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[Tech Eye] Intel's Ivy Bridge specs leaked - Page 6

post #51 of 97
Like others have said, the transistors are now smaller, which means there is less area to dissipate the heat. Also, it is still to be known how effective the tri-gate design is at dissipating heat to the exterior.

Also, don't forget, the kind of voltages you are seeing being applied in the region of 1.3 v is what we've been using since 65 nm (at least, can't remeber what voltage 90 nm used), so it's no wonder that a CPU built with 22 nm is not going to handle that very well. I mean, I am running my Q9550 at 3.4 Ghz at the stock 1.2875 v.

The fact that they can't apparently overclock the CPU much more or sometimes not even to Sandy Bridge levels at a lower voltage is what should be worrying, right ?

Also, did anyone notice that Nvidia has removed the heatspreader from the GTX680 even though it is not even supposed to be the high end part ? They are now adopting AMD's approach, of what once used to be the norm, with that little tweak of having a metal plate around the edges of the chip's PCB to protect it.

Maybe as the process gets smaller Intel will have to do the same.

Anyway, this is all speculation, let's wait and see how the retail units fare.

Although I just thought of this comparison: when I had 4 GB of RAM (2 x 2) on my motherboard, the DIMMS didn't get much more than warm, but when I upgraded to 8 GB, and therefore filled all the memory slots, the sticks started getting hot. The clearance between each pair of DIMMS when all slots are filled is almost non-existant when you have DIMMS with aluminium coolers (and even if they don't, they are closer together than when they are spaced apart using just one DIMM per channel), so even though then can dissipate heat through the heatsinks, there is less air flowing in the middle of them. And this is how tri-gate transisitors are, right ?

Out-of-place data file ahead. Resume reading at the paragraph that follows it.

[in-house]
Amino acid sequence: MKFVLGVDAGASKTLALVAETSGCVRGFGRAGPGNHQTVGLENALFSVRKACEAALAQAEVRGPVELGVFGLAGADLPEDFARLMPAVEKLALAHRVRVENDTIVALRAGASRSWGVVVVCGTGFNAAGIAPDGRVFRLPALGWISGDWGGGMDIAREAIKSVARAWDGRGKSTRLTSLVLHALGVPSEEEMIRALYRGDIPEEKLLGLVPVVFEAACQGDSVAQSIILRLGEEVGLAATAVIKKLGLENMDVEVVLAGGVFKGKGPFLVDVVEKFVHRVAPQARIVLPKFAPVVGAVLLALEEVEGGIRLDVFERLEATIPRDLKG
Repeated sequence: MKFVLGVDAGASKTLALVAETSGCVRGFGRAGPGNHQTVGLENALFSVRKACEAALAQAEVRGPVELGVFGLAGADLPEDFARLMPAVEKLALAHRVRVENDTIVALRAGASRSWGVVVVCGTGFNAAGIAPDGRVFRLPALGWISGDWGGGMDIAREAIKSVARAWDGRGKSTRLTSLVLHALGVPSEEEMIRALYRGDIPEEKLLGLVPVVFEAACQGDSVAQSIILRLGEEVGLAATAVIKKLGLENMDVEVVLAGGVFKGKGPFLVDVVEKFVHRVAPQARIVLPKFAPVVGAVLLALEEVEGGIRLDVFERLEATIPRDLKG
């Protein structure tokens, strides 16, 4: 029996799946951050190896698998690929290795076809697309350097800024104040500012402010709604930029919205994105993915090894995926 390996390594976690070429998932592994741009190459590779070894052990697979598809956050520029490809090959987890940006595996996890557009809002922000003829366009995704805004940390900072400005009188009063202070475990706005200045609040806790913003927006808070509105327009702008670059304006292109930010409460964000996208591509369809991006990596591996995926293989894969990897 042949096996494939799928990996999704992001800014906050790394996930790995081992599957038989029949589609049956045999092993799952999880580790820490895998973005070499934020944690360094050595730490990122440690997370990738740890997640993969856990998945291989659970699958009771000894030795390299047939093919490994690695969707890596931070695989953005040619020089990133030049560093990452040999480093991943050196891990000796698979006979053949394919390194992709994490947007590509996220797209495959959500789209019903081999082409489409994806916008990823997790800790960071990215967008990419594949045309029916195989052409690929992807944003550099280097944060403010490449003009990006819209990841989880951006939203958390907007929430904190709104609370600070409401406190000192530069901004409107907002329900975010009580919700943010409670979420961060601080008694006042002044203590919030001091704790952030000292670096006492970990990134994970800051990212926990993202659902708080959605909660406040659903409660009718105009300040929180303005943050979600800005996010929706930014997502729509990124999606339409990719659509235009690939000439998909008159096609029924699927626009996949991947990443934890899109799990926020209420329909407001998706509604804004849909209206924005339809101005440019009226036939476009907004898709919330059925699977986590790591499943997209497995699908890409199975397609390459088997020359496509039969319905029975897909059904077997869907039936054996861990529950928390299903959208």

228
Edited by tpi2007 - 3/12/12 at 7:51pm
 
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post #52 of 97
Maybe it's safe at 90+ cool.gif I personally probably won't upgrade though, as sandy bridge is fine right now, until the new consoles come out there won't be much progress in games anyway. Either that or wait until Haswell is almost out and buy a binned 3770K.
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post #53 of 97
That first source is crap imho...

Second, I really dont like putting anyone down, but I would rather get my data from a better source than this.

They are testing it with a TRUE, with monitoring software that does not support it (see TJmax @105c).

However, I do not doubt that this chip may run hot. More transistors on a smaller die should equal more heat due to the density of the transistors, unless it has SIGNIFICANTLY less leakage, no?. Do not be surprised those temps drop when a new version of Coretemp is released. I would guess the TJmaxx should be anywhere between 80c-95c (can anyone confirm?).

Additionally, should these safe voltage ranges not be dropping with each node? How is it that 1.4-1.45v was the recommended max for 45nm, and many people still run close to this on 32nm; and now some speculate that 22nm can be run on the same as 32nm?
post #54 of 97
mmm i do need a new heater for winter biggrin.gif
post #55 of 97
Quote:
Originally Posted by Warrior1986 View Post

While there's always a little variance, if this is the sort of range we can expect with IB, I'll pass.

The variance is pretty big across most architectures, and you can't guess at a range with only one example.
Quote:
Originally Posted by Warrior1986 View Post

Don't want to take a pricy gamble on getting a bum chip.

It's always a gamble, virtually regardless of architecture or chip maker.
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post #56 of 97
Quote:
Originally Posted by Ghoxt View Post

Nvidia is taking a beating at the high end now. I don't know if they can afford to just edge out the 7970. AMD you know isn't just sitting still and waiting on Nvidia. This is just AMD's first gen for the 7900 series, and not to put words into your mouth but you don't think they may have a counter to every Nvidia move planned?
What if AMD drops the hammer on a fully tweaked 79XX sooner than later, as you already know the 7970 card has headroom all to hell. My opinion is that Nvidia better "Drop the hammer" to capture all the sales they can get. It's tit for tat, and right now they are behind.
For me personally, the timing is almost perfect, just waiting on either 3770K, or an unlikely unlocked Xeon (lol i know). biggrin.gif
Moria is almost here! (proposed name of my pending build)

Exactly, I already read an article about the speculation over a quick refresh of the 79xx for when the real Kepler card comes out.

OT: Seeing how much the 22nm process did for the 7xxx series of AMD cards, I just can't see how a 22nm refresh of the i7 could run that hot...
Edited by Exostenza - 3/12/12 at 8:25pm
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post #57 of 97
The app is clearly mistaken, I say.

The TJ max of a 2500K is only 72.6c...

EDIT: Although, that puts my idle at 0c... wheee.gif
Edited by Rezard - 3/12/12 at 8:26pm
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post #58 of 97
Quote:
Originally Posted by tpi2007 View Post